so the girls could tell their own unicorn apart from the other three identical ones.

The crazy manes and tails were made with some tri-color unicorn fur I found in JoAnn. 

For privacy reasons, I won't be sharing any photos of the girls' faces when they opened their packages, but there was much screaming and jumping, and squealing of names like Cupcake and Sparkles and Rainbow Baby and Baby Glitter. And later, during the movie, there were brushing of manes and Unicorn Up-dos and other things that were charming and amusing and which boring adults like me would never have even thought of. 

I also never thought an equine Menagerie animal would work as well as this has. I mean, horses are sleek, lanky, long-necked creatures which wasn't exactly like the classic round, squat Menagerie profile. Which is why, in spite of Kate drawing a horse in her original concept sketches, it never made it into the shortlist for the pattern, much to her disappointment.

Well, here you go, Kate. So glad I was wrong. This Unicorn has turned out to be one of my favorites (and Kate's)! 

Friday, June 16, 2017


CARDBOARD today!!!!

I'm so excited I could scream.

One of unfortunate side-effects of my kids growing up is the decline of cardboard festivities around the house. So many of our cardboard creations in days gone by were inspired by my kids at play, or just wanting to build things with them with materials that were cheap (or free), and that could be manipulated by very little hands. Now that they’re older and so much busier with school and sports, we don’t get to play with cardboard nearly as much as we should. So I must find other ways to get my cardboard fix, and other kids to whom to introduce this miracle crafting material. 

This summer, for instance, I'm working on some craft projects with the kids at our church. Not all of these projects involved cardboard originally but I turned them into cardboard projects anyway. Because why not? Duh.

Now, one of these projects is a torch, which the preschoolers are making. 

Sometimes, preschoolers are relegated to crafts of the embellishment-only variety, because they’re younger, or because there is often a large group of them with not enough adult helpers to ensure everyone gets the help they need. This is very practical, by the way, as any one who’s had to facilitate a large group of young’uns in close proximity to colorful and messy craft supplies will attest to. But sometimes, people forget there’s cardboard. It's dreadfully tragic. Because cardboard levels out the playing field. And cardboard with simple electrics kicks up that playing field a notch. Whoo!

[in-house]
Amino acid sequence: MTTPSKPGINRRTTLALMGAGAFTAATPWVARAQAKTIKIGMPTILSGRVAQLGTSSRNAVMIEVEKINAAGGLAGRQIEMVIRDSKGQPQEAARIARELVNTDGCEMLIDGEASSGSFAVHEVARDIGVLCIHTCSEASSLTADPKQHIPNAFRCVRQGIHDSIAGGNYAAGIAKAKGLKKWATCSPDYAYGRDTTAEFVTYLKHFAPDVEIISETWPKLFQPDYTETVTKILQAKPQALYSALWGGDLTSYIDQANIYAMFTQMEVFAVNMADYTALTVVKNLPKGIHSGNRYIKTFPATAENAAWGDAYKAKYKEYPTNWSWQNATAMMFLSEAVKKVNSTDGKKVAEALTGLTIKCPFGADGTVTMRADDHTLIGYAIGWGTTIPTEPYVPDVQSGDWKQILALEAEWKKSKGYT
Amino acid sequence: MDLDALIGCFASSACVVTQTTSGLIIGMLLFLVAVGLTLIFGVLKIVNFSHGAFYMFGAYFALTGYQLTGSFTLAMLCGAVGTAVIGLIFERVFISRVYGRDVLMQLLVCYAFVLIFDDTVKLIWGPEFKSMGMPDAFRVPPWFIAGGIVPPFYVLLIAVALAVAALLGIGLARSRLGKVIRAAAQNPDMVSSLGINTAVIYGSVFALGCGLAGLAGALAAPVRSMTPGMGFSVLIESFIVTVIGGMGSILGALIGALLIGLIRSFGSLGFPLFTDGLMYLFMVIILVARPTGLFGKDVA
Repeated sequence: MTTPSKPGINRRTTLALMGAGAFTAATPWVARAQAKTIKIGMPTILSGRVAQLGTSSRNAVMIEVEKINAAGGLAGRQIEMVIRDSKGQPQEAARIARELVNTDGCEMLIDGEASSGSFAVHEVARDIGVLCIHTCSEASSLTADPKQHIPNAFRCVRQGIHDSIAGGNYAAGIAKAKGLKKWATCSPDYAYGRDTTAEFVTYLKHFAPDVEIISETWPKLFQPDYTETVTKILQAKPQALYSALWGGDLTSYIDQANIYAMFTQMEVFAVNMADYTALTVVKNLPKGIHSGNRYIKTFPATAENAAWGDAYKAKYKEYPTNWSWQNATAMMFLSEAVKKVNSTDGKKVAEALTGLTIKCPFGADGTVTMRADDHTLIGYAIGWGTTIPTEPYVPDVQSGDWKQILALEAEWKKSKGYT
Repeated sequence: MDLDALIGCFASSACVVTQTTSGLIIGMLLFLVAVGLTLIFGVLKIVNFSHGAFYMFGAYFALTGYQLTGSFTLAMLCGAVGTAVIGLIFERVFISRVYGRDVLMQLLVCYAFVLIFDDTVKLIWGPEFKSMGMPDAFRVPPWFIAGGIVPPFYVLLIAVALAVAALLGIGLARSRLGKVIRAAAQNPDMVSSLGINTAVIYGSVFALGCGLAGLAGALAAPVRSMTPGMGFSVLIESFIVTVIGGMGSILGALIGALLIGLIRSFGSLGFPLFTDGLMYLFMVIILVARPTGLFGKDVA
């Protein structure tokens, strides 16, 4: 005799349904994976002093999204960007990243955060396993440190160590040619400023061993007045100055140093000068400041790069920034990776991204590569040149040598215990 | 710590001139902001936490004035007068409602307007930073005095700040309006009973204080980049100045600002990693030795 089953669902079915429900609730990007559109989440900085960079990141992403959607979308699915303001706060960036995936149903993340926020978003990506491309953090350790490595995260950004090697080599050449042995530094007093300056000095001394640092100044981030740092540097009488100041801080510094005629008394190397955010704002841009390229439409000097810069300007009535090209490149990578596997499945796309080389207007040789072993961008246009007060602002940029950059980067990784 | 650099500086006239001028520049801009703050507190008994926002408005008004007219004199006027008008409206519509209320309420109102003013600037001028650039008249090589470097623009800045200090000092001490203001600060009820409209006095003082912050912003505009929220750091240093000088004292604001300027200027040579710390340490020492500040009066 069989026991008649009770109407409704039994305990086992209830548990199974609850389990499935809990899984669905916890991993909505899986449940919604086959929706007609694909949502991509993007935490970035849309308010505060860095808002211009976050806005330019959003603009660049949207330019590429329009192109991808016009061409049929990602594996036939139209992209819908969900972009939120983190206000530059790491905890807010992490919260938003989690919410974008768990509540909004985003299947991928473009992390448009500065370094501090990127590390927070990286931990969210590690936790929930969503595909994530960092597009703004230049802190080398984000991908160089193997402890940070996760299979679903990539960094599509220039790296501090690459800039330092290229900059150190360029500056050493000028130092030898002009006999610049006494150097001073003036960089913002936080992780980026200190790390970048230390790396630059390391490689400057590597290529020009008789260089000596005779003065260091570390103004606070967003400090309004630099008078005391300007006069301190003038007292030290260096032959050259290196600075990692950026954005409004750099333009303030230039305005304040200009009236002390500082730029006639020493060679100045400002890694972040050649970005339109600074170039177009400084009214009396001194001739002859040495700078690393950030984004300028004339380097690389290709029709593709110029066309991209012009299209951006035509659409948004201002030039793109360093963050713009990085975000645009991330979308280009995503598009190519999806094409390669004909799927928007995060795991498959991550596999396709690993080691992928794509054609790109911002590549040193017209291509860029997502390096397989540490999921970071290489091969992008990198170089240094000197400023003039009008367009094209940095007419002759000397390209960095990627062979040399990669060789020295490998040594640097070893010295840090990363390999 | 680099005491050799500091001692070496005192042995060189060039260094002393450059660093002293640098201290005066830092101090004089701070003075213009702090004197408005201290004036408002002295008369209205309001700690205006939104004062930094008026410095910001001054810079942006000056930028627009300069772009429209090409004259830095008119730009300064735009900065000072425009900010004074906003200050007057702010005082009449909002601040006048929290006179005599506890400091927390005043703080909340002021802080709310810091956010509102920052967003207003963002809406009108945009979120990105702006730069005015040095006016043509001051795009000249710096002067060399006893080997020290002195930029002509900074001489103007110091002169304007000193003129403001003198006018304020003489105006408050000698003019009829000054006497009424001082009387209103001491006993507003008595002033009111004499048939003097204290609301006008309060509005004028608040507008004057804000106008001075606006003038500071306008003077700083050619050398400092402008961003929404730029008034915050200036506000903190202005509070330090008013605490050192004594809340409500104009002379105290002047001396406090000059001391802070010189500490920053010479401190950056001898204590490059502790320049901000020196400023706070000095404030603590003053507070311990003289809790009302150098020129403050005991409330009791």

The really interesting (at least to me) thing about today’s craft isn’t that it’s easy, or even that it involves batteries. I mainly want to share it for a very simple, no-glue technique that has many applications beyond this torch. 

First, let’s look at what we’re using to make the torch: a cardboard toilet roll and a battery-operated tea light. We want to somehow affix that tea-light to the top of the tube so it can shine out. 

Note that while the tea-light is small enough to fit within the tube, it’s too small to stay in place without falling all the way through to the bottom. 

We could stuff the tube with crushed paper, or glue a circle of cardboard close to the top to make a shallow chamber within which the tea-light can sit, like we did with Rapunzel’s Tower in this post.

Or we could use geometry and scissors. 

Here’s the geometry - first change the cross-sectional shape from a circle to a triangle by squishing the sides like so. 

The sides of the triangle now fit more snugly around the tea-light, albeit at the expense of newly-created hollow corners.  


We're going to use those hollow corners in the next step.